The tax proposal is a mistake, of course, because it is not based on a general principle that makes economic sense. There are numerous reasons to do it that do not make economic sense: 1) We should tax anyone who make large amounts of money fast at higher rates just because they are making boatloads of money or 2) We should threaten to tax those who make money and do not contribute to political campaigns to get political cover to induce them to ante up (ask Bill Gates about this). Reason 1) is pure economic redistribution, a discretionary progressive tax system, and 2) is political extortion.
Partnerships in everything from local laundries to complex multi-national ventures have long had two types of investors, Moneybags (a passive investor who puts up the cash for a portion of the profits) and Operator (who invests labor and no cash and takes no salary but takes a portion of the profits). Both Moneybags and Operator are taxed the same on the profits; if the profits are ordinary income both pay income tax -- if the profits are capital gains (long or short), both pay capital gains tax. Fleischer would have the partners taxed differently on capital investments. Operator would pay income tax and Moneybags would pay a capital gains tax. There is no theory to support this: Operator is investing foregone salary but the returns are not in any sense salary, they are speculative returns based on an investment of the foregone salary. The best one could do is tax the estimated foregone salary at ordinary income rates perhaps, and deduct it as return of capital before the capital gains rate is applied to the rest of the profits, but this is administratively difficult for little gain. The investment return of the Operator is not salary in any traditional sense.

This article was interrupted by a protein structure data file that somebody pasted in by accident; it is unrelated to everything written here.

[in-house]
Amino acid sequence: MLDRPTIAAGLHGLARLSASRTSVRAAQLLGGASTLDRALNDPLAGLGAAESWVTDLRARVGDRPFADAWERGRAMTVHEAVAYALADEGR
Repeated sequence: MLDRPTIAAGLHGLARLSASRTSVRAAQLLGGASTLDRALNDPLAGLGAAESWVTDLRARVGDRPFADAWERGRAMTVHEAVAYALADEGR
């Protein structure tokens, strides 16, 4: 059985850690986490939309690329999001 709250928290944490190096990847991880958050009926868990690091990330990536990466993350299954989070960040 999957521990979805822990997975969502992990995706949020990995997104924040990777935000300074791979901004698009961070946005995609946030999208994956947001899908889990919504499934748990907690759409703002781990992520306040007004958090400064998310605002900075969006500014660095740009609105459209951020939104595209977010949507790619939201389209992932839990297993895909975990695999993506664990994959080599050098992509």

The Blackstone IPO
The Blackstone IPO is way oversubscribed. The underpricing tomorrow will be horrific. Priced at 29 to 31, watch the run by the end of the day to double that. Others have noted the ironies in this IPO: 1) a company that takes others private is going public, 2) small investors can buy stock in a firm that puts investments together for only the sophisticated and wealthy, 3) knowledgeable insiders are exiting, in part, a mature market in buyouts and inviting the noise traders, who know nothing of the state of the buyout market, to get in. I focus on the nature of the offering itself. It reminds me of Google. A company worth $32 billion is selling a small fraction of itself, $4.8 billion, and over half, $2.6, is going directly into the pockets of the founders not into the company. Moreover, the new shareholders will have no management power at all. In other words the company does not need the money and is not conceding any manager rights to the new shareholders (other than the right to sue for breach of fiduciary duties perhaps). This is a pure liquidity play for the exclusive benefit of existing insiders; the insiders want to be able to sell shares in a public market and the markets are content to play along, assuming a speculative gain in a roller coaster stock.
The SEC and Global Uniformity